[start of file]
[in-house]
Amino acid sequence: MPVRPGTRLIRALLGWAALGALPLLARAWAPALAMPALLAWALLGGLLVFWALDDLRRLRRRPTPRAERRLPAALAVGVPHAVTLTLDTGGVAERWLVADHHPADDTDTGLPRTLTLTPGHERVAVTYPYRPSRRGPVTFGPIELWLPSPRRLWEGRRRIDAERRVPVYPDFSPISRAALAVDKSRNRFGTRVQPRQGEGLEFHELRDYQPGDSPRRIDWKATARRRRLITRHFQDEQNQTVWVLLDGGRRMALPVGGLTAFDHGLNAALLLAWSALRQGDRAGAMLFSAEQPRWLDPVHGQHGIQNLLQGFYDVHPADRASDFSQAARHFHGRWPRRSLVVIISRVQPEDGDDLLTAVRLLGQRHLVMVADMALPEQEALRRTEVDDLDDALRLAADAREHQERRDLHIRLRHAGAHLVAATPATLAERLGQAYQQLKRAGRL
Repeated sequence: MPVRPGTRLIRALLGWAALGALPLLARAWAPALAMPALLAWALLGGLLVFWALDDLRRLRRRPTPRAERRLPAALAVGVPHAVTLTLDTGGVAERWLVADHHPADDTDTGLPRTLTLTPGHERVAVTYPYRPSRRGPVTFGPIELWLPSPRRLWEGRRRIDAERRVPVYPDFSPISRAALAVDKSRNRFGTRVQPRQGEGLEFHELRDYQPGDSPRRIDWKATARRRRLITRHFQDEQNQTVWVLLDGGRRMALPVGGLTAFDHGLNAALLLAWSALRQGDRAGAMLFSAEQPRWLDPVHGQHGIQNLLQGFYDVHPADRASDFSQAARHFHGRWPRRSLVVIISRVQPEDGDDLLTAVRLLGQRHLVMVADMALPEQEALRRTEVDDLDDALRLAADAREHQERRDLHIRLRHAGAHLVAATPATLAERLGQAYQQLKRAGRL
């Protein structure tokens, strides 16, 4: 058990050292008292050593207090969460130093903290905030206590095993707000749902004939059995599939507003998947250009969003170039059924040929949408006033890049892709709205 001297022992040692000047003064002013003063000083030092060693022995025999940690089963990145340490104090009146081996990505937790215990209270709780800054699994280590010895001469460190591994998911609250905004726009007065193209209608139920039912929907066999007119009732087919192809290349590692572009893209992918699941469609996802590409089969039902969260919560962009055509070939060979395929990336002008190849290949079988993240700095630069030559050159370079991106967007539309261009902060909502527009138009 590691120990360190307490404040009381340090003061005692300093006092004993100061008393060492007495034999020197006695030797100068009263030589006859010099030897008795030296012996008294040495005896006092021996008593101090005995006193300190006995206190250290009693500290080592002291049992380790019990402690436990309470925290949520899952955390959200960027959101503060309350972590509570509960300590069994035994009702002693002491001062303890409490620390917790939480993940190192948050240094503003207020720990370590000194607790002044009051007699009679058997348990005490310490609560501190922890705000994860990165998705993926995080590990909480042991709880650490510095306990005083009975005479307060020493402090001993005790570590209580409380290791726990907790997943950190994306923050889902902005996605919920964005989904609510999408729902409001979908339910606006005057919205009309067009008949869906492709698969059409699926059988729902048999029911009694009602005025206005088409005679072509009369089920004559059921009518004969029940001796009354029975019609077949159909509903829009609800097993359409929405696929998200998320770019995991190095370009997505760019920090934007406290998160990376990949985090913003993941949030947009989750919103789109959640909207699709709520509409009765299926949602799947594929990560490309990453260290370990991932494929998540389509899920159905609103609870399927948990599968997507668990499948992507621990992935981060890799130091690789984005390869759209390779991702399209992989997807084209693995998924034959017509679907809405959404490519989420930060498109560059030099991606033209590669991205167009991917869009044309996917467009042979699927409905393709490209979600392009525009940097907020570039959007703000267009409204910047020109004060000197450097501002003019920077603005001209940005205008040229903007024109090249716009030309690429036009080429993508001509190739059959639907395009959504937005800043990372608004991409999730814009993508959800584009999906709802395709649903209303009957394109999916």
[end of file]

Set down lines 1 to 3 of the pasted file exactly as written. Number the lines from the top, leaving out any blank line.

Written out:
[in-house]
Amino acid sequence: MPVRPGTRLIRALLGWAALGALPLLARAWAPALAMPALLAWALLGGLLVFWALDDLRRLRRRPTPRAERRLPAALAVGVPHAVTLTLDTGGVAERWLVADHHPADDTDTGLPRTLTLTPGHERVAVTYPYRPSRRGPVTFGPIELWLPSPRRLWEGRRRIDAERRVPVYPDFSPISRAALAVDKSRNRFGTRVQPRQGEGLEFHELRDYQPGDSPRRIDWKATARRRRLITRHFQDEQNQTVWVLLDGGRRMALPVGGLTAFDHGLNAALLLAWSALRQGDRAGAMLFSAEQPRWLDPVHGQHGIQNLLQGFYDVHPADRASDFSQAARHFHGRWPRRSLVVIISRVQPEDGDDLLTAVRLLGQRHLVMVADMALPEQEALRRTEVDDLDDALRLAADAREHQERRDLHIRLRHAGAHLVAATPATLAERLGQAYQQLKRAGRL
Repeated sequence: MPVRPGTRLIRALLGWAALGALPLLARAWAPALAMPALLAWALLGGLLVFWALDDLRRLRRRPTPRAERRLPAALAVGVPHAVTLTLDTGGVAERWLVADHHPADDTDTGLPRTLTLTPGHERVAVTYPYRPSRRGPVTFGPIELWLPSPRRLWEGRRRIDAERRVPVYPDFSPISRAALAVDKSRNRFGTRVQPRQGEGLEFHELRDYQPGDSPRRIDWKATARRRRLITRHFQDEQNQTVWVLLDGGRRMALPVGGLTAFDHGLNAALLLAWSALRQGDRAGAMLFSAEQPRWLDPVHGQHGIQNLLQGFYDVHPADRASDFSQAARHFHGRWPRRSLVVIISRVQPEDGDDLLTAVRLLGQRHLVMVADMALPEQEALRRTEVDDLDDALRLAADAREHQERRDLHIRLRHAGAHLVAATPATLAERLGQAYQQLKRAGRL